CHARGERS 34, STEELERS 24
Steelers’ record: 7-6
One year ago: 10-3
Series record (including playoffs): Steelers lead, 22-9
They could not afford any givebacks. Not at this stage of the season. Not in the midst of a five-week fight for their playoff lives. As inspirational and beneficial as their win in Baltimore was last Sunday to start the five-week sprint, the Steelers had to know they would cancel all of that out by losing at home to the 4-8 Chargers. These Steelers had shown a tendency to lose to some of the league’s bottom-feeders, but the games against the Raiders and Titans were on the road. This one was at home.
The Steelers were losing to the Chargers at halftime, but the margin was just 13-3. The start of the second half is always a point of emphasis for Coach Mike Tomlin, and the Chargers are a team that has blown several leads in the second halves of games already this season. But in that situation, the Chargers drove 78 yards in 17 plays for a touchdown to take a 20-3 lead, and they also ate nine-and-a-half minutes of clock to do it.
STAT THAT STANDS OUT I
From 2005-10, West Coast teams playing in 1 p.m. games on the East Coast were 45-94. Over that span, the Chargers were 10-16. Following their win over the Steelers, the Chargers now are 1-2 in that situation this season.
STAT THAT STANDS OUT II
In the three games before coming to Pittsburgh, the Chargers converted a combined 10-of-43 on third downs. Against the Steelers, who came into the game ranked No. 4 in the NFL in third down conversions allowed, the Chargers converted 12-of-22, with two of their failures coming after they had built a 34-10 lead.
WHAT WENT RIGHT
* It was a third-and-12 late in the first quarter when
* On a third-and-1 early in the second quarter,
* The 40-yard touchdown pass that
WHAT WENT WRONG
* On a third-and-1 on their second possession of the game,
* The Chargers were looking at a third-and-10 from the Steelers 44-yard line late in the first quarter, when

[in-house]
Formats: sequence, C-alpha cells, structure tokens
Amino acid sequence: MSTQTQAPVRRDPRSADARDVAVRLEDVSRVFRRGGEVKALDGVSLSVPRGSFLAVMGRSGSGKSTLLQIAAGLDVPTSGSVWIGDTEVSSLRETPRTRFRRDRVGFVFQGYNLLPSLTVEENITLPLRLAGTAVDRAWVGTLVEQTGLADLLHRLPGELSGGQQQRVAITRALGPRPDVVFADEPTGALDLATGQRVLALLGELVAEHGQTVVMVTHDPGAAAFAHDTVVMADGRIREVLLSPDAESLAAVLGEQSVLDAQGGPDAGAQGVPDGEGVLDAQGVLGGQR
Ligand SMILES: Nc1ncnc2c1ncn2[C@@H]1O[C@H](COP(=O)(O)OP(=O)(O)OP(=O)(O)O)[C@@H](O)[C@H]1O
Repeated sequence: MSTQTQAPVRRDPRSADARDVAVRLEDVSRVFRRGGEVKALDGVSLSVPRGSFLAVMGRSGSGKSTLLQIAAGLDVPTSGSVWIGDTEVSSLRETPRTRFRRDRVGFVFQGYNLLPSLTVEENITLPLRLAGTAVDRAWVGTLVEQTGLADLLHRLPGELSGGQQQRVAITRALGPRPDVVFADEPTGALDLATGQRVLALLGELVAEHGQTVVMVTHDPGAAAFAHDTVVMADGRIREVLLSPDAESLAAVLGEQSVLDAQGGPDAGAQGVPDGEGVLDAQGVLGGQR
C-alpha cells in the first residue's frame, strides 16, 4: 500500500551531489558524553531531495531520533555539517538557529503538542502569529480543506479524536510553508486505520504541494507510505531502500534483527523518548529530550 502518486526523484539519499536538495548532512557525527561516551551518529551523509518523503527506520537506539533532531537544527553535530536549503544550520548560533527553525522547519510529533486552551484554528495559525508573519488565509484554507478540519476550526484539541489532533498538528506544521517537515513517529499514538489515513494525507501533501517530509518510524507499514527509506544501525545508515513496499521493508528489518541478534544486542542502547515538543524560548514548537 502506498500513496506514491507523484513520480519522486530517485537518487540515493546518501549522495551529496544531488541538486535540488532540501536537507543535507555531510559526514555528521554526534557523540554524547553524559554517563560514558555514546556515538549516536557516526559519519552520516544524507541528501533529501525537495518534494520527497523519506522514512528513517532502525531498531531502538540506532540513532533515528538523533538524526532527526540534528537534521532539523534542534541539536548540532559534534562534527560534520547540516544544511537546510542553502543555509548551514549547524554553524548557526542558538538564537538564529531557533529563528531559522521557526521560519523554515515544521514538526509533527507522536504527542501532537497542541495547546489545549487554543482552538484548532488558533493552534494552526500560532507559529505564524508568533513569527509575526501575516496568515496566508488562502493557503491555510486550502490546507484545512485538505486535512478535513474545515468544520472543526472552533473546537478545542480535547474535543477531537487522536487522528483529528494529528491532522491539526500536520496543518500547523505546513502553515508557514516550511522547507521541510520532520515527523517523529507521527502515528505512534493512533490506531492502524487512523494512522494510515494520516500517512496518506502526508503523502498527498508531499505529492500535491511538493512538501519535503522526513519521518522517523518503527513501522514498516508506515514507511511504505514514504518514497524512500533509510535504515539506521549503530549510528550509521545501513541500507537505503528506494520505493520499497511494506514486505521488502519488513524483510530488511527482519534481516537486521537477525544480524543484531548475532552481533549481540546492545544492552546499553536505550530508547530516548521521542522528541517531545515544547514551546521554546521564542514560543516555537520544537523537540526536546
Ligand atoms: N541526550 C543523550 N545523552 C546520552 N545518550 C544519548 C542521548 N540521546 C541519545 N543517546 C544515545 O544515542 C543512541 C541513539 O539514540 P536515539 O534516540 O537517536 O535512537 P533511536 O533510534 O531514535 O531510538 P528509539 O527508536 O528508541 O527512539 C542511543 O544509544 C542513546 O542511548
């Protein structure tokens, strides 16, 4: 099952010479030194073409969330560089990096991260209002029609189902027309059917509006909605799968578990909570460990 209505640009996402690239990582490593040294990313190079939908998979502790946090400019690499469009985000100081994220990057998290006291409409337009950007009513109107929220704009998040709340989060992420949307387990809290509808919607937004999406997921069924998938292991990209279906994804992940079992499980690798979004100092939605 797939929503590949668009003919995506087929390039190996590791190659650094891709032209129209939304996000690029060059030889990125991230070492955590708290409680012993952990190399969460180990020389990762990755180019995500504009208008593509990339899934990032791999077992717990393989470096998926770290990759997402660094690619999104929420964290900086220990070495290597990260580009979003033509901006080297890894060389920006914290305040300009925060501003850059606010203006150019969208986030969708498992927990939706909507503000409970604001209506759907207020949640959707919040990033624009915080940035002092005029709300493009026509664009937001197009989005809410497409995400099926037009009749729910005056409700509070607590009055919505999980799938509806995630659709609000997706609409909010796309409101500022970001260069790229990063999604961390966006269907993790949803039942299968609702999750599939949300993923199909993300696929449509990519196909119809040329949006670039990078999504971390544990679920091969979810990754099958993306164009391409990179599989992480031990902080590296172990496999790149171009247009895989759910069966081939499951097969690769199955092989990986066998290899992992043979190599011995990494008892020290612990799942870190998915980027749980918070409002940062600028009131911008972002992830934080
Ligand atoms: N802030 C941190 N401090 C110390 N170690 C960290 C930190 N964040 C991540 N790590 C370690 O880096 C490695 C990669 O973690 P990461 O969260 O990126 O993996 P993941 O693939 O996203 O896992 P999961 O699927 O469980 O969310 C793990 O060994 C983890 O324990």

* Twenty-one minutes into the game, the Chargers were winning the battle of field position. To that point, San Diego was able to begin possessions at its 40-yard line, 31-yard line and the Pittsburgh 48-yard line. The Steelers started at their 20-yard line, 8-yard line, 21-yard line, 9-yard line and 7-yard line.
* On a second-and-5 from their own 12-yard line midway through the second quarter, the Steelers had their best opportunity to that point in the game for a big play on offense. Mike Wallace got behind CB Quentin Jammer, but Wallace couldn’t bring the ball in.
* Ending the first half strong and starting the second half strong are things that Coach Mike Tomlin believes are important to putting together a winning performance. For the eighth time this season, the Steelers scored to end the first half, this time on a 49-yard field goal by
* Bad to worse: On the ensuing kickoff, a holding penalty on
* It was fourth-and-2 for the Chargers at their own 28-yard line late in the third quarter of a 27-10 game, and San Diego did what 4-8 teams are wont to do. From punt formation, the Chargers snapped the ball to up-back Eric Weddle, who got out and around the left side for 4 yards and a first down.
* The Steelers committed eight penalties that were accepted by the Chargers – two defensive penalties, both offside; four offensive penalties – two for holding, one false start, and one illegal hands to the face; and two special teams penalties – both for holding.
MULTIPLE SOURCES: KUGLER TO UTEP
According to multiple sources in both Pittsburgh and El Paso, Texas, Sean Kugler will be hired as the next head football coach at his alma mater, UTEP. Kugler, 46, who is in his third season as the Steelers offensive line coach, will replace Mike Price, 66, who retired after nine seasons in that job.
It is believed that Kugler will finish the season with the Steelers before assuming his new duties at UTEP, which will include trying to resurrect a program that has not won a bowl game since the 1967 Sun Bowl, a program that was 40-45 under Price, 3-9 in 2011.
UTEP’s most recent run of success was in the late 1980s under current athletic director Bob Stull, and Kugler’s final three seasons as an offensive lineman there coincided with the first three seasons of Stull’s coaching career at the school. In 1988, Kugler’s final college season, UTEP finished 10-3 and played in the Independence Bowl.
After graduating from UTEP, Kugler was a graduate assistant at the school in 1993, the tight ends coach there in 1994 and the Miners’ offensive line coach from 1995-2000.